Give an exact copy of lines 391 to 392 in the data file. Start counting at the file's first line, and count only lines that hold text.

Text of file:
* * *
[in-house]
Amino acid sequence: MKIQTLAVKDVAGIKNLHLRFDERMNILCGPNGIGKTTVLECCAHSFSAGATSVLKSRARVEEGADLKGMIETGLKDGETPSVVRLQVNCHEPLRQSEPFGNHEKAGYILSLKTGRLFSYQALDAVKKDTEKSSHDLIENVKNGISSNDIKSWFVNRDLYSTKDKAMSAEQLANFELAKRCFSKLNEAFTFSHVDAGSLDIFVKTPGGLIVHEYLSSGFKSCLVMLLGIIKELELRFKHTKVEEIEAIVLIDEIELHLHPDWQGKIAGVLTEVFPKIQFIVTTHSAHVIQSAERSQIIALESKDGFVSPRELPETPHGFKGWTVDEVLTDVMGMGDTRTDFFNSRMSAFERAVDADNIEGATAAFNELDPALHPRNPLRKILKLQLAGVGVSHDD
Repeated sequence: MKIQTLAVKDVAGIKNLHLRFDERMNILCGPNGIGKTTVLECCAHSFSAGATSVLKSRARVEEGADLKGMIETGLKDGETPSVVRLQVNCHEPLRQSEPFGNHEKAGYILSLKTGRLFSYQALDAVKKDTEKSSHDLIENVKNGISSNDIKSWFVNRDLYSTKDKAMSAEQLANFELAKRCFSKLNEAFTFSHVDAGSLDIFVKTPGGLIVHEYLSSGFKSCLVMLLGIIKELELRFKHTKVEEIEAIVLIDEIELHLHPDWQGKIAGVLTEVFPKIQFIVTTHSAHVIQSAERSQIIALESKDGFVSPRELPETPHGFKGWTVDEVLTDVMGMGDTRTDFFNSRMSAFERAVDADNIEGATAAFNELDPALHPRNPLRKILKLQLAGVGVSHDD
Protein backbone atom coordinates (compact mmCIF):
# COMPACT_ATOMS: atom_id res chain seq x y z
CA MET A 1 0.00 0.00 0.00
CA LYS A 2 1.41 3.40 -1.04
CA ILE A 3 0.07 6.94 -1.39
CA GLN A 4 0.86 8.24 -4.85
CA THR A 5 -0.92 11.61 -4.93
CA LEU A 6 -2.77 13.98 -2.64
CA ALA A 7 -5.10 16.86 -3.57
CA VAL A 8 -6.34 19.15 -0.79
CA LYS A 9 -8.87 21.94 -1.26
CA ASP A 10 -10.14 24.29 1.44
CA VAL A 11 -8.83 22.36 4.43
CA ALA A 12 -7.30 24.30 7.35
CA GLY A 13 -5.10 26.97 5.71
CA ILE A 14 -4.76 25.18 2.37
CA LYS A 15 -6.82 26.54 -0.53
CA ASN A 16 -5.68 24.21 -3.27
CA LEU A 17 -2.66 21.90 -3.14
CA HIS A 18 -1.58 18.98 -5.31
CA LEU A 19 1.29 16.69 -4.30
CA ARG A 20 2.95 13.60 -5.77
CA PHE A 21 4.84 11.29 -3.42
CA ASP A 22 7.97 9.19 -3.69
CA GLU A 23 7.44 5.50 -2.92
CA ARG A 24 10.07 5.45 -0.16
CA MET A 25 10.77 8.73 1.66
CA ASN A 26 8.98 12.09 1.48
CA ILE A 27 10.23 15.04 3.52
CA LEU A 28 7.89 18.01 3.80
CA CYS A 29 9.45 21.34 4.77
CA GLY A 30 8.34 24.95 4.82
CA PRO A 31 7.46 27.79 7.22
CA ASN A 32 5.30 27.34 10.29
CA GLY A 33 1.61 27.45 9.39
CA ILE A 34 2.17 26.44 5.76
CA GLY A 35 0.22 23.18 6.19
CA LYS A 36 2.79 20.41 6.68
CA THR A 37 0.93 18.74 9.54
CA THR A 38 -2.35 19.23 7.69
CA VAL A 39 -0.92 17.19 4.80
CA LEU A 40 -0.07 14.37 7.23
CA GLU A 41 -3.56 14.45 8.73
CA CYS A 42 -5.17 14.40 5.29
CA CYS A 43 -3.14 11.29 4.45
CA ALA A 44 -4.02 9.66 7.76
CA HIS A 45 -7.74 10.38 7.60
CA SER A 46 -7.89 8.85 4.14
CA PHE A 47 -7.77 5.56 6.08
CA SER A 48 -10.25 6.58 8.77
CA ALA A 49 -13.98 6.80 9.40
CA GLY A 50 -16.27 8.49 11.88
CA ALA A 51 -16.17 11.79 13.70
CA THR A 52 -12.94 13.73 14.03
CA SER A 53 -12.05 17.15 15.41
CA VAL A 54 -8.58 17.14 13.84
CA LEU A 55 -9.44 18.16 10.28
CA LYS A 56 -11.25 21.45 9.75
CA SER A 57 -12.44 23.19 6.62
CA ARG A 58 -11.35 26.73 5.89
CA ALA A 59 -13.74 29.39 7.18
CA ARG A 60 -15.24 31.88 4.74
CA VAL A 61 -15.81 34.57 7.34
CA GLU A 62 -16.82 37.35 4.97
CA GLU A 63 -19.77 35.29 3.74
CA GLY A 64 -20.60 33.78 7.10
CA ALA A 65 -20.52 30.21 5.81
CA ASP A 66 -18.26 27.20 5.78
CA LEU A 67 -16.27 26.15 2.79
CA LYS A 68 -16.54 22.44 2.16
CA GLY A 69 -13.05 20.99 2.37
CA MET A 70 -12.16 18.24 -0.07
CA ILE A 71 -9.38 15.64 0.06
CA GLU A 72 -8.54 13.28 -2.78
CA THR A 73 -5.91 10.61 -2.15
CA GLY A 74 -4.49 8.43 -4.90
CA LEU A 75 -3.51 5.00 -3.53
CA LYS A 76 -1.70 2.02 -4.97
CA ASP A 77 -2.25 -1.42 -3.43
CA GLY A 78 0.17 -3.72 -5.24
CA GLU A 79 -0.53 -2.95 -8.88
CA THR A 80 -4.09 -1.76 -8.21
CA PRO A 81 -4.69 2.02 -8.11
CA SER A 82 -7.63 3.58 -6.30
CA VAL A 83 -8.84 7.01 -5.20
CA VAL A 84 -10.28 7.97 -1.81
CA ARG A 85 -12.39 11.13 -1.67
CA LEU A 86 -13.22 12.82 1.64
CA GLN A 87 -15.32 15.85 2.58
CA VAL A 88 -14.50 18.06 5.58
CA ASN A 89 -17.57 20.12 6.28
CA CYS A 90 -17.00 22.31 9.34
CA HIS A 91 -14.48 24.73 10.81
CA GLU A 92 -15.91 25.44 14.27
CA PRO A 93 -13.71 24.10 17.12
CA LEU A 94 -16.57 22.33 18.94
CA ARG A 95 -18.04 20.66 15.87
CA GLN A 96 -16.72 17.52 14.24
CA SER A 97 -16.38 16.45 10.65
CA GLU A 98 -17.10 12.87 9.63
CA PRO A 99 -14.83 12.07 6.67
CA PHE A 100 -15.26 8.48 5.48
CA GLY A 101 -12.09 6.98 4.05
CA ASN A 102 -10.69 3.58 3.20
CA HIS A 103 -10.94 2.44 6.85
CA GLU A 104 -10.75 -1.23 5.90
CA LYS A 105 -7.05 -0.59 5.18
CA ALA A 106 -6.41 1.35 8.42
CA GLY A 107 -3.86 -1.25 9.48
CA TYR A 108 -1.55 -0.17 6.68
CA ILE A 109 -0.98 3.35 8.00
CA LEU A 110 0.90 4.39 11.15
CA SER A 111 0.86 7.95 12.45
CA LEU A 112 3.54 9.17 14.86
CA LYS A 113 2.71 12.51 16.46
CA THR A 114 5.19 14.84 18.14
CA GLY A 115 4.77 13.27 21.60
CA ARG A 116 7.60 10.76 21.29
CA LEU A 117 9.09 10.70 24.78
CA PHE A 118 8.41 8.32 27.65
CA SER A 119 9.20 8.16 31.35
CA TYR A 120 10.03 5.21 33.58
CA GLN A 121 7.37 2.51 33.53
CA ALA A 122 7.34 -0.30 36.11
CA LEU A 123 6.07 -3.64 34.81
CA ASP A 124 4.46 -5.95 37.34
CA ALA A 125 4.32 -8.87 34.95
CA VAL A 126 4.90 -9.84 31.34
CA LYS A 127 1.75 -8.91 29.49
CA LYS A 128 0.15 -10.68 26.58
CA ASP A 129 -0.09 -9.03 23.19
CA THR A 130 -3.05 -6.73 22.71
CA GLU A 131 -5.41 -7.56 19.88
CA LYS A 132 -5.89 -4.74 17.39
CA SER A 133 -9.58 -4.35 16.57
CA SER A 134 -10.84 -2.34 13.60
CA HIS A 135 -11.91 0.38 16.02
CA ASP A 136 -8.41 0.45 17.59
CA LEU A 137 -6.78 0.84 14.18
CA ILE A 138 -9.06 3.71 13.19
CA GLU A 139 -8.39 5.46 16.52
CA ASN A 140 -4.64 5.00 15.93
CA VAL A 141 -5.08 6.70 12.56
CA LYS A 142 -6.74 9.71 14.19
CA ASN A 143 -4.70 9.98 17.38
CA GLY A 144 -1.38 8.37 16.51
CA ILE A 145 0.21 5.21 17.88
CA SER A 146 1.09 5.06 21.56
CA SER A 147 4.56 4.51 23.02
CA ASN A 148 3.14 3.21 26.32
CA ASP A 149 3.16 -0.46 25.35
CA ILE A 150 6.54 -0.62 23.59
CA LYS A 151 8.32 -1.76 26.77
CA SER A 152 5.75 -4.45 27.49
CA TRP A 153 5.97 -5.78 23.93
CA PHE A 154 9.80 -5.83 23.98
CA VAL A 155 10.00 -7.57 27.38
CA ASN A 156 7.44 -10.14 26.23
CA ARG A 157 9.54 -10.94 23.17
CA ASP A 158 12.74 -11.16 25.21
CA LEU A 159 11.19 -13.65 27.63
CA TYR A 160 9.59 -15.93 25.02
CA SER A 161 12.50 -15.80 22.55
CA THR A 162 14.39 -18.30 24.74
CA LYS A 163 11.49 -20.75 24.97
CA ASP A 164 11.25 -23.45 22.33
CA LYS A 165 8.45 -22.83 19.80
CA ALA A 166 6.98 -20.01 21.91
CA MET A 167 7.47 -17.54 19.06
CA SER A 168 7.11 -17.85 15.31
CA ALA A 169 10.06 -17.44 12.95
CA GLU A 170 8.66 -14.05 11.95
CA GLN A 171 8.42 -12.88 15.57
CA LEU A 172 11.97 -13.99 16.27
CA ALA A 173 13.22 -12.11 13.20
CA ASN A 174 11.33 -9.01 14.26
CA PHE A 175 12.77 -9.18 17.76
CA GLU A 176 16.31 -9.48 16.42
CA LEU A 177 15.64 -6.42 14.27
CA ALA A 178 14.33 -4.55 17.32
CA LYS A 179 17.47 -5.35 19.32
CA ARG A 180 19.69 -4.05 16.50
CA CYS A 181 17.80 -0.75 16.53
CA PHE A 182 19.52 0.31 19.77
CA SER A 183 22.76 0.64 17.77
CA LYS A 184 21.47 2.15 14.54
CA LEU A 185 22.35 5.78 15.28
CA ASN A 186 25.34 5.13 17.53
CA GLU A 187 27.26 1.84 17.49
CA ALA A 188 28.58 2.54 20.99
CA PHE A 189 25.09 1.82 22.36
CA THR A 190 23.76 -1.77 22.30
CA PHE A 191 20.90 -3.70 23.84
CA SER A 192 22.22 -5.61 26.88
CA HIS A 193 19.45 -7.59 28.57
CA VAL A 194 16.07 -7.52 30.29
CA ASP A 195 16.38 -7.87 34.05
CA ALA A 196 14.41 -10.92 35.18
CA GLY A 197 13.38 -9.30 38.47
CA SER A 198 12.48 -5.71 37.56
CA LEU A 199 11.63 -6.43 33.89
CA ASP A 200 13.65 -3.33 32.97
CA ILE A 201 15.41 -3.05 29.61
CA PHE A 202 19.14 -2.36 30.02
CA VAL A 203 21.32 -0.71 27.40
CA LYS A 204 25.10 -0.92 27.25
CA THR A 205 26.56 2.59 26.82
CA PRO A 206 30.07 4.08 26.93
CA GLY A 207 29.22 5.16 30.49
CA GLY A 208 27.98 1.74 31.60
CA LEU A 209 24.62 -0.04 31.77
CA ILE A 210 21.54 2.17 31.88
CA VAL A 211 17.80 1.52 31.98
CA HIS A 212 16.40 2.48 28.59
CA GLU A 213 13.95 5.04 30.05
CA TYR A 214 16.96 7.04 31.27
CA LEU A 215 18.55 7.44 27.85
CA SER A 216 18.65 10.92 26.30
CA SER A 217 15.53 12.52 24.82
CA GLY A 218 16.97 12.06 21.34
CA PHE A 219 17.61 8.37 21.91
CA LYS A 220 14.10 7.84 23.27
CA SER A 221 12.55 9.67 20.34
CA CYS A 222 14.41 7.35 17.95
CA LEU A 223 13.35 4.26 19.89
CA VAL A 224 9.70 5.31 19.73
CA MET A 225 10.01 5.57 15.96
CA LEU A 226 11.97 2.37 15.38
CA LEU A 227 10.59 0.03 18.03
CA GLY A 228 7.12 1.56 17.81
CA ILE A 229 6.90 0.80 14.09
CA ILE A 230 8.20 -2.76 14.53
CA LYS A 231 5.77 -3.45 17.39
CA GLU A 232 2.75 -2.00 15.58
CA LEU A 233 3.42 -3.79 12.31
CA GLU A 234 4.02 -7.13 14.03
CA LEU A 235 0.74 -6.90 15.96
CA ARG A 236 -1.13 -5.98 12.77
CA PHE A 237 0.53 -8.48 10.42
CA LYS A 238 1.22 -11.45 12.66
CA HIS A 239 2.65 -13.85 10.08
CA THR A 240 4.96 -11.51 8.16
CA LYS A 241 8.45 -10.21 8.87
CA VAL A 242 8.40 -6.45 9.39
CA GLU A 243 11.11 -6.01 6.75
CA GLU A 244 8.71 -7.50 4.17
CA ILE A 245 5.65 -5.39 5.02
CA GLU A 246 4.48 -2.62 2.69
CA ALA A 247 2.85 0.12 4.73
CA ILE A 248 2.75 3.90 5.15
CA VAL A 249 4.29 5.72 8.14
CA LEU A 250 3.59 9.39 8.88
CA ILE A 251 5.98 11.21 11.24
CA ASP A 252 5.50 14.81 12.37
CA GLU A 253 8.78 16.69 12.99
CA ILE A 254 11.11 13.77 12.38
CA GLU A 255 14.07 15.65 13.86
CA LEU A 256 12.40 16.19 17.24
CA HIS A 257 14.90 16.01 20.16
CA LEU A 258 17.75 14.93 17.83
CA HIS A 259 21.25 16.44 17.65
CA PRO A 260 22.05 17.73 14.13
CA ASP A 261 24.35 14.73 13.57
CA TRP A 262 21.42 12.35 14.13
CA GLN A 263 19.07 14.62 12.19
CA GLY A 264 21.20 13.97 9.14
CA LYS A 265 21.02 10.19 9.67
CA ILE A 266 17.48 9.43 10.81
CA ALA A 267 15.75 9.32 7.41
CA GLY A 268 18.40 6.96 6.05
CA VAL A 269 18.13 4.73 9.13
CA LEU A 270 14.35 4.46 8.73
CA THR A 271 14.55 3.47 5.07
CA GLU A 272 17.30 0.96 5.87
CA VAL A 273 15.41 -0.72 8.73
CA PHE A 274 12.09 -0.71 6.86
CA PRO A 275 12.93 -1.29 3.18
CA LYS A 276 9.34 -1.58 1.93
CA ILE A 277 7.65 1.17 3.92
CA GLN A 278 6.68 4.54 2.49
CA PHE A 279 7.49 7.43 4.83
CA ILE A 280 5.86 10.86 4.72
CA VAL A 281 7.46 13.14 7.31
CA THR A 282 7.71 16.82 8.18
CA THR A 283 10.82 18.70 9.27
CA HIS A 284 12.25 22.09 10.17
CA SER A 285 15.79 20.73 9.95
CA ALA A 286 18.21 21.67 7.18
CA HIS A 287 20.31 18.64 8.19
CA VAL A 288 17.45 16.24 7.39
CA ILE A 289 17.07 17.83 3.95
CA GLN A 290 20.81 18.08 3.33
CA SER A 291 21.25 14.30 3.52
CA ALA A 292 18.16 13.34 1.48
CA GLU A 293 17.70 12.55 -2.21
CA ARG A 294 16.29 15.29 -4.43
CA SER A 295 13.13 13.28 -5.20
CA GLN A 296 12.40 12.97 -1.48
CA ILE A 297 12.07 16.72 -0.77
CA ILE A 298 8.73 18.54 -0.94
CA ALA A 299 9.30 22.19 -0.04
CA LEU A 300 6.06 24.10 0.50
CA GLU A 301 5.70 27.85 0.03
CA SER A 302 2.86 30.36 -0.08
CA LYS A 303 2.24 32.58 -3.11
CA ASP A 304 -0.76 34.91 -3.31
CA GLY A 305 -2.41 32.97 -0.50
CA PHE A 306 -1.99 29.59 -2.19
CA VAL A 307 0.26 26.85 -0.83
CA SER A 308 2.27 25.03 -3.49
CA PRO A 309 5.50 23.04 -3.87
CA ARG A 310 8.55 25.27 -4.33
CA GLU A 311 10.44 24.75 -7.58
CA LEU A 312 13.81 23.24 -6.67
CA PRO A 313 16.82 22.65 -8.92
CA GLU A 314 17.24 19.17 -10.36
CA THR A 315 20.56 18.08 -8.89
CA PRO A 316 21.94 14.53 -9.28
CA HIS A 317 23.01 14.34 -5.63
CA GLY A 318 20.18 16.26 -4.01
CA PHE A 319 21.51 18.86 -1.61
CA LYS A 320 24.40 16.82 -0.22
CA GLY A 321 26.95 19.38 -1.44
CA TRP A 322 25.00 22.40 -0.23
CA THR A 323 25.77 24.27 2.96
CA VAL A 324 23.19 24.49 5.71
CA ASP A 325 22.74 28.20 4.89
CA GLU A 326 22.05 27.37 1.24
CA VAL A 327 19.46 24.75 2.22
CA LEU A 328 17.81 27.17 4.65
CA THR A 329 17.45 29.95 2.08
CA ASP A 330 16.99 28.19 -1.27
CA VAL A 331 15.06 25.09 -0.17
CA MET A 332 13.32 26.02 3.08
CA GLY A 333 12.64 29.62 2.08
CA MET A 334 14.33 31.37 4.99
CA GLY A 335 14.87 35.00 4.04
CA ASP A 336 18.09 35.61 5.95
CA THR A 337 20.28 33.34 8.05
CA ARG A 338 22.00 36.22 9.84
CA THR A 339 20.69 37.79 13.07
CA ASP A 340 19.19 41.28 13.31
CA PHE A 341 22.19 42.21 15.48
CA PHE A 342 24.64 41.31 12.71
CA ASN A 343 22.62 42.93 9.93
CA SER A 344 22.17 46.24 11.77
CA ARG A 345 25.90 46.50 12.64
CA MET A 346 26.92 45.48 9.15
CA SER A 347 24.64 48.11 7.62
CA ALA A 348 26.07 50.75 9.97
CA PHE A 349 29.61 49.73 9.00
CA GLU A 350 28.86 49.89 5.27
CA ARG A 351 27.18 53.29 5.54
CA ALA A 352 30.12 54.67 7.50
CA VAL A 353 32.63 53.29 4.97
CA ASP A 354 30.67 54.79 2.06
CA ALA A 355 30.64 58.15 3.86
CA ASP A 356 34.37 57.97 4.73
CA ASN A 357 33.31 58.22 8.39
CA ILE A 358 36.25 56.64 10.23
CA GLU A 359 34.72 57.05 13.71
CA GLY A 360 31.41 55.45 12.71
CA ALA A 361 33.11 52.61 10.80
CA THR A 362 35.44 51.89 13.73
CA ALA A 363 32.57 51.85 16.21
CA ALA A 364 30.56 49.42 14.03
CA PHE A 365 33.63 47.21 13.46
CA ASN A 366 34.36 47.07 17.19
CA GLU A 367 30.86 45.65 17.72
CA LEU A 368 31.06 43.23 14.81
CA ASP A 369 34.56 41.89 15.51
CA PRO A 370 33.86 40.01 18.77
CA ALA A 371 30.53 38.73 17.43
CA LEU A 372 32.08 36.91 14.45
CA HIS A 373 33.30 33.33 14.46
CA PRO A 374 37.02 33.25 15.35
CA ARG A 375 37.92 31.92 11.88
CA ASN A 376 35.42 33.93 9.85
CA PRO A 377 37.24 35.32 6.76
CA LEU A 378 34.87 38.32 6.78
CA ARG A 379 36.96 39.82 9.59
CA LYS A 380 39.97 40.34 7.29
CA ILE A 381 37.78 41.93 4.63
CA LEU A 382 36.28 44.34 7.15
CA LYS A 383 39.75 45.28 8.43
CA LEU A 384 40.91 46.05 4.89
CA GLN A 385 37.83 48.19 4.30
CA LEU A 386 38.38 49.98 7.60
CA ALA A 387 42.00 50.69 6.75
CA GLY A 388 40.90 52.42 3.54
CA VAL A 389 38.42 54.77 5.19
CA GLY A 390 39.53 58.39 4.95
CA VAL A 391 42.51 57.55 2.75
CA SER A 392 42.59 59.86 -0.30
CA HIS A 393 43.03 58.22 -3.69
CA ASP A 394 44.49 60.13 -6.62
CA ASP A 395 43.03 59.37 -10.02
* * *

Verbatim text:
CA LEU A 386 38.38 49.98 7.60
CA ALA A 387 42.00 50.69 6.75